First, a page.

- Widow of the late Professor “TK” Takirambude haunts PEEPA and its illegal advisor
- Fired CEO Moumakwa and former Board chair Kgatlwane fuss about numbers
The Board of Directors of the Public Enterprises Evaluation and Privatisation Agency (PEEPA) and the organisation’s interim CEO may have taken crucial decisions in their fight against former CEO Ezekiel Moumakwa without a board resolution, and also under the advice of a disbarred attorney, The Business Weekly & Review has established.
If this is what happened, it would be in contravention to the PEEPA constitution. Further, the decisions may have followed the advice of a legal advisor/company secretary who had been disbarred by the Law Society of Botswana for defrauding a client of money.
Inspite of this, Bongi Radipati still serves as the legal advisor and company secretary of PEEPA. The Business Weekly & Review has seen a document from the Law Society of Botswana (LSB) Chairman’s Annual Report 2020. According to the document, the Disciplinary Committee of LSB found attorney Bongi Radipati guilty of serious misconduct for misappropriation of trust account funds and failure to account to the client. The Disciplinary Committee consequently recommended to LSB that an application be made for Radipati to be disbarred and LSB accordingly filed an application to that end. The claimant was the surviving spouse of the late Professor Peter Takirambude who alleged that Radipati, an attorney then in private practice, had misappropriated P246 457 held in a trust for Pro Takirambude.
Radiapti is currently employed by PEEPA and is key in giving advice for decisions taken by the quasi-government institution, including its ongoing fight with its former CEO Moumakwa.
Asked whether they were aware that their legal officer has been disbarred by LSB, PEEPA’s Corporate Communications Manager, Mosikare Mogegeh, only thanked The Business Weekly & Review for bringing the matter to PEEPA’s attention. “PEEPA has begun due process in accordance with its procedures and policies and will take appropriate action where required,” he responded.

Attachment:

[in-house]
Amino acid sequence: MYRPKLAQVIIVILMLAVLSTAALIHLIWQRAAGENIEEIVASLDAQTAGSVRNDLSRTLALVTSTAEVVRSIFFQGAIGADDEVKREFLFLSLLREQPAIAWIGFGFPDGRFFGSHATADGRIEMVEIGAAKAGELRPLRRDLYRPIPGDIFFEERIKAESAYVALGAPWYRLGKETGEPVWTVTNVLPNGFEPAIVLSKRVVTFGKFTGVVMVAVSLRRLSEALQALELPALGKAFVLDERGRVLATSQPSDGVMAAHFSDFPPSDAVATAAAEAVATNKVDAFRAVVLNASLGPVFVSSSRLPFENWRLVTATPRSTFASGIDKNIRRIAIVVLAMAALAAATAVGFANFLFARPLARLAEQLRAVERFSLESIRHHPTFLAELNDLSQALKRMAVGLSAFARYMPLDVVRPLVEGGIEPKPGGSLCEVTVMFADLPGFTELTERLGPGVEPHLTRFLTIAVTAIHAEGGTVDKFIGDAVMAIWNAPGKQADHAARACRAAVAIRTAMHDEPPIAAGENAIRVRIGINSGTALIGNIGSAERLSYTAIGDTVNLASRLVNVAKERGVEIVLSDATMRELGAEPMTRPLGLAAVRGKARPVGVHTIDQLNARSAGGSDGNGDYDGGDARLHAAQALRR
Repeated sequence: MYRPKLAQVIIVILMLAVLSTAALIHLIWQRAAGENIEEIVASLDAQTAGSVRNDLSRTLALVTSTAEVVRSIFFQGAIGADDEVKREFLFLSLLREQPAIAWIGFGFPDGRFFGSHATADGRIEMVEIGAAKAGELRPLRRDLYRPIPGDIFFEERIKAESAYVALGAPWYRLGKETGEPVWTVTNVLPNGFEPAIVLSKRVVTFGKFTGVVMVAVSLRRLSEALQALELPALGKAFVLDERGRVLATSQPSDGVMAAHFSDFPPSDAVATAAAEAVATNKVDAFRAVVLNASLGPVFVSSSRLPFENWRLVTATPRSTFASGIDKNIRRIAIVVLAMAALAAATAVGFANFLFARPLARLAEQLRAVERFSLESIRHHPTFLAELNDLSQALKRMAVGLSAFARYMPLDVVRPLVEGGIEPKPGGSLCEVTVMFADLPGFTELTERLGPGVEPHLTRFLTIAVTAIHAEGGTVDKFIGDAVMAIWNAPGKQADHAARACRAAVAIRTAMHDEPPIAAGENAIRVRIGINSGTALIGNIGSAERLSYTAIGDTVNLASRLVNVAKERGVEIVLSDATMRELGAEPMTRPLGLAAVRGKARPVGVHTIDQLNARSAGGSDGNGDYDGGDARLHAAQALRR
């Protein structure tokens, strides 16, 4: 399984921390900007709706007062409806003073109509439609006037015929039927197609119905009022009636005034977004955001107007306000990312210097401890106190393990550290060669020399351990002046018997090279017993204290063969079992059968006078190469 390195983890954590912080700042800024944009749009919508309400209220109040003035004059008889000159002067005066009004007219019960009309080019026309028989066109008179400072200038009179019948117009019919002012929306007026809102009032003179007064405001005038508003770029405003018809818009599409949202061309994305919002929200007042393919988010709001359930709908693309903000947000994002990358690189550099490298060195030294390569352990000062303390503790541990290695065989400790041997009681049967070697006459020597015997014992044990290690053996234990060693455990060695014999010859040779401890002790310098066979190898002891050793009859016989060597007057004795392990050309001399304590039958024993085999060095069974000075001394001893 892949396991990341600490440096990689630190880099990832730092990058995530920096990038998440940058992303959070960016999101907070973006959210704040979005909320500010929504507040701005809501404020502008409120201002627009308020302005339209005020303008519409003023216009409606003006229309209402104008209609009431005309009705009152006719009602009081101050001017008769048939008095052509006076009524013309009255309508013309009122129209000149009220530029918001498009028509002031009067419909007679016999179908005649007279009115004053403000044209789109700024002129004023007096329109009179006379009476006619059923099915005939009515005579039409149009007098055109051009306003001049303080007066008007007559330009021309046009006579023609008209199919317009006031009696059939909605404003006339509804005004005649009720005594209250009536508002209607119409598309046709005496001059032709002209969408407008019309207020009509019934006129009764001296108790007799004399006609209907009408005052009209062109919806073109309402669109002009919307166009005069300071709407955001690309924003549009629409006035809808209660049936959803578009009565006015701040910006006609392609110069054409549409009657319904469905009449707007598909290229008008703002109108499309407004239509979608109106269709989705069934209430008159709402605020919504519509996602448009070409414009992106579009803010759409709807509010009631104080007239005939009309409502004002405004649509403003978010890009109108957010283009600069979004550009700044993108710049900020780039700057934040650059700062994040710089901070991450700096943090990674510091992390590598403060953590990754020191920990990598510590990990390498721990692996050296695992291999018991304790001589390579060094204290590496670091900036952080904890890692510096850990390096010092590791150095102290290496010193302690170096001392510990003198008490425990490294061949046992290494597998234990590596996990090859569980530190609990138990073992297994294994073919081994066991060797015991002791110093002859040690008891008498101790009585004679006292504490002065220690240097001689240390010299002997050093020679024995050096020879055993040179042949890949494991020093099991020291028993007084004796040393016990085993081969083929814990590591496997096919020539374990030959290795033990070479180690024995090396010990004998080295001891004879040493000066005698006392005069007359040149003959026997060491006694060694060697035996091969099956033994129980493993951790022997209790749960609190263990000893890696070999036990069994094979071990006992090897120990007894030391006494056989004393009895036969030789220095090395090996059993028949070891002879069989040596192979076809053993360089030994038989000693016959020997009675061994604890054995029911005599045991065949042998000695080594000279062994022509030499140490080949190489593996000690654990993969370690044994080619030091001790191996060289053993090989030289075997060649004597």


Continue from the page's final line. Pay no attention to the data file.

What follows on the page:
The matter of PEEPA and Moumakwa is currently before the Industrial Court in two disputes. In one, Moumakwa maintains that he was unfairly dismissed from his position as CEO. In the other dispute, he says PEEPA is unfairly withholding his terminal benefits, amounting to over P400 000.
After Moumakwa was dismissed on 22 October 2019, he filed an urgent application for unfair withholding of terminal benefits on 23 December 2019. However, the dispute was declared not urgent and then referred for hearing through the normal course. Further to that, Moumakwa sought permission from the Industrial Court to file a statement of case which incorporates his claims of withheld wages and unfair dismissal which he referred to mediation. However, he failed to file the statement of case within 30 days (after mediation failure) as instructed by the court and then applied for condonation, which PEEPA opposed.
But in the interests of justice, Industrial Court judge Tapiwa Marumo granted Moumakwa permission to file the statement on 9 March 2021.
Moumakwa proceeded to file his statement of unfair dismissal which was to be incorporated into the withheld wages dispute.
In the statement, Moumakwa seeks to challenge his unfair dismissal on several grounds. First, he alleges that PEEPA applied conditions of service that were at the time not applicable to him as CEO and so the organization failed to follow procedure. According to his argument, the PEEPA Board violated the PEEPA Constitution, especially Clause 17.2 which stipulates that the terms and conditions of the CEO shall be developed by the Board and sanctioned by the Minister. Moumakwa argues that no such terms and conditions were developed. He avers that he was found guilty of willful disobedience, a charge that would not normally be levelled against a CEO.
He say he was denied the right to be represented at the hearing because he was restricted to the choice of a co-worker, and none of the employees of PEEPA could be said to be fit for that definition. Further, Moumakwa maintains that the minister at the time decided on his dismissal without giving him a hearing as he chose to ignore the fact that Moumakwa was not well and not fit to respond within the time provided. In determining Moumakwa’s dismissal, the minister took into account factors that were not raised at the disciplinary hearing and an investigation report that Moumakwa says he did not contribute to.